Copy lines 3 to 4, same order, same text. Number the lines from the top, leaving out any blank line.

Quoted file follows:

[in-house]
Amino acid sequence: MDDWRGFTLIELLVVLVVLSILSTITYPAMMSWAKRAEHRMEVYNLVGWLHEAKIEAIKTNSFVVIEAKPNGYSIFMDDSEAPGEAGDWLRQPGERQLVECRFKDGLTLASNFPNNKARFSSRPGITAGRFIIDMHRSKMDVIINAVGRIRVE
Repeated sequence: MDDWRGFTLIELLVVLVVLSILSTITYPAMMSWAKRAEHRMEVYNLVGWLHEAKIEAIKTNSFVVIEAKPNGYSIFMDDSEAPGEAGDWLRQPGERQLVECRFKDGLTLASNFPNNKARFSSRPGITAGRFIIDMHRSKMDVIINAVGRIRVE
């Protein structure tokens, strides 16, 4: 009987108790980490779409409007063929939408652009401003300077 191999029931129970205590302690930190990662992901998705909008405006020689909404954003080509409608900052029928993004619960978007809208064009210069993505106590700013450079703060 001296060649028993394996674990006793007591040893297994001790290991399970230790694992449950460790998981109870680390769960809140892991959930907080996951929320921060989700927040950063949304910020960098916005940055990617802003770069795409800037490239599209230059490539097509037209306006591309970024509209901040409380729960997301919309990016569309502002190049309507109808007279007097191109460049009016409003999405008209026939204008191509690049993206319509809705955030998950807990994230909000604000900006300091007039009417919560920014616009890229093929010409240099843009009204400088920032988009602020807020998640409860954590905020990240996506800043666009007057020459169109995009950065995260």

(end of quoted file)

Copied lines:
Repeated sequence: MDDWRGFTLIELLVVLVVLSILSTITYPAMMSWAKRAEHRMEVYNLVGWLHEAKIEAIKTNSFVVIEAKPNGYSIFMDDSEAPGEAGDWLRQPGERQLVECRFKDGLTLASNFPNNKARFSSRPGITAGRFIIDMHRSKMDVIINAVGRIRVE
């Protein structure tokens, strides 16, 4: 009987108790980490779409409007063929939408652009401003300077 191999029931129970205590302690930190990662992901998705909008405006020689909404954003080509409608900052029928993004619960978007809208064009210069993505106590700013450079703060 001296060649028993394996674990006793007591040893297994001790290991399970230790694992449950460790998981109870680390769960809140892991959930907080996951929320921060989700927040950063949304910020960098916005940055990617802003770069795409800037490239599209230059490539097509037209306006591309970024509209901040409380729960997301919309990016569309502002190049309507109808007279007097191109460049009016409003999405008209026939204008191509690049993206319509809705955030998950807990994230909000604000900006300091007039009417919560920014616009890229093929010409240099843009009204400088920032988009602020807020998640409860954590905020990240996506800043666009007057020459169109995009950065995260």